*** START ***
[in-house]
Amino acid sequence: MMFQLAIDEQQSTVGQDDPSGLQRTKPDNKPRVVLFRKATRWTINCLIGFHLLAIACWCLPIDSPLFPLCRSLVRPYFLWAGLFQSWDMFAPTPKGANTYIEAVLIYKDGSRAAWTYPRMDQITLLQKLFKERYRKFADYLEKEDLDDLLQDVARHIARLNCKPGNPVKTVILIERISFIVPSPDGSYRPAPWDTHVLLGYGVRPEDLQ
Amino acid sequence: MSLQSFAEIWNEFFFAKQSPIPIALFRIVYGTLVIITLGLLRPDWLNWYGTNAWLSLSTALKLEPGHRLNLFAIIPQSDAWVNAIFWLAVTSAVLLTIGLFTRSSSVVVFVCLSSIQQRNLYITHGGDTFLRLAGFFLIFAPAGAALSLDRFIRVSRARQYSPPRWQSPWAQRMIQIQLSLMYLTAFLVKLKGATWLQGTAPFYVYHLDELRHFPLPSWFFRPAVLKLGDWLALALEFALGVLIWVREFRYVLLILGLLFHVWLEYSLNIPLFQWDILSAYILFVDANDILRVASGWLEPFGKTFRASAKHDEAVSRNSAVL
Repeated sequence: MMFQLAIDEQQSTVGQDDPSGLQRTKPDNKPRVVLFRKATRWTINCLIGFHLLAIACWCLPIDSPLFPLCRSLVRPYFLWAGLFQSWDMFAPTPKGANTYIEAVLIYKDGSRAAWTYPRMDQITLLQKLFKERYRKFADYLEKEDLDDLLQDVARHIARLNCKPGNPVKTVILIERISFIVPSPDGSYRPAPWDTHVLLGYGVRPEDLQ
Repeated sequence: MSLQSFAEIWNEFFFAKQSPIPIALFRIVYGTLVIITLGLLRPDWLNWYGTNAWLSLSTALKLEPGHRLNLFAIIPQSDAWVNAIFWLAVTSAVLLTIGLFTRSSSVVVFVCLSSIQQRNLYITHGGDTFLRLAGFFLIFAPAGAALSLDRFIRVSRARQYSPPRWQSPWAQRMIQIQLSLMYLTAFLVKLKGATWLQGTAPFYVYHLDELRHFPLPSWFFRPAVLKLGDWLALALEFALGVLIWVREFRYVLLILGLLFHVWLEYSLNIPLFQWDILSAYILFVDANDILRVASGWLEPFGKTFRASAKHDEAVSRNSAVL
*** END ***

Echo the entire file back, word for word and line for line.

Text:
[in-house]
Amino acid sequence: MMFQLAIDEQQSTVGQDDPSGLQRTKPDNKPRVVLFRKATRWTINCLIGFHLLAIACWCLPIDSPLFPLCRSLVRPYFLWAGLFQSWDMFAPTPKGANTYIEAVLIYKDGSRAAWTYPRMDQITLLQKLFKERYRKFADYLEKEDLDDLLQDVARHIARLNCKPGNPVKTVILIERISFIVPSPDGSYRPAPWDTHVLLGYGVRPEDLQ
Amino acid sequence: MSLQSFAEIWNEFFFAKQSPIPIALFRIVYGTLVIITLGLLRPDWLNWYGTNAWLSLSTALKLEPGHRLNLFAIIPQSDAWVNAIFWLAVTSAVLLTIGLFTRSSSVVVFVCLSSIQQRNLYITHGGDTFLRLAGFFLIFAPAGAALSLDRFIRVSRARQYSPPRWQSPWAQRMIQIQLSLMYLTAFLVKLKGATWLQGTAPFYVYHLDELRHFPLPSWFFRPAVLKLGDWLALALEFALGVLIWVREFRYVLLILGLLFHVWLEYSLNIPLFQWDILSAYILFVDANDILRVASGWLEPFGKTFRASAKHDEAVSRNSAVL
Repeated sequence: MMFQLAIDEQQSTVGQDDPSGLQRTKPDNKPRVVLFRKATRWTINCLIGFHLLAIACWCLPIDSPLFPLCRSLVRPYFLWAGLFQSWDMFAPTPKGANTYIEAVLIYKDGSRAAWTYPRMDQITLLQKLFKERYRKFADYLEKEDLDDLLQDVARHIARLNCKPGNPVKTVILIERISFIVPSPDGSYRPAPWDTHVLLGYGVRPEDLQ
Repeated sequence: MSLQSFAEIWNEFFFAKQSPIPIALFRIVYGTLVIITLGLLRPDWLNWYGTNAWLSLSTALKLEPGHRLNLFAIIPQSDAWVNAIFWLAVTSAVLLTIGLFTRSSSVVVFVCLSSIQQRNLYITHGGDTFLRLAGFFLIFAPAGAALSLDRFIRVSRARQYSPPRWQSPWAQRMIQIQLSLMYLTAFLVKLKGATWLQGTAPFYVYHLDELRHFPLPSWFFRPAVLKLGDWLALALEFALGVLIWVREFRYVLLILGLLFHVWLEYSLNIPLFQWDILSAYILFVDANDILRVASGWLEPFGKTFRASAKHDEAVSRNSAVL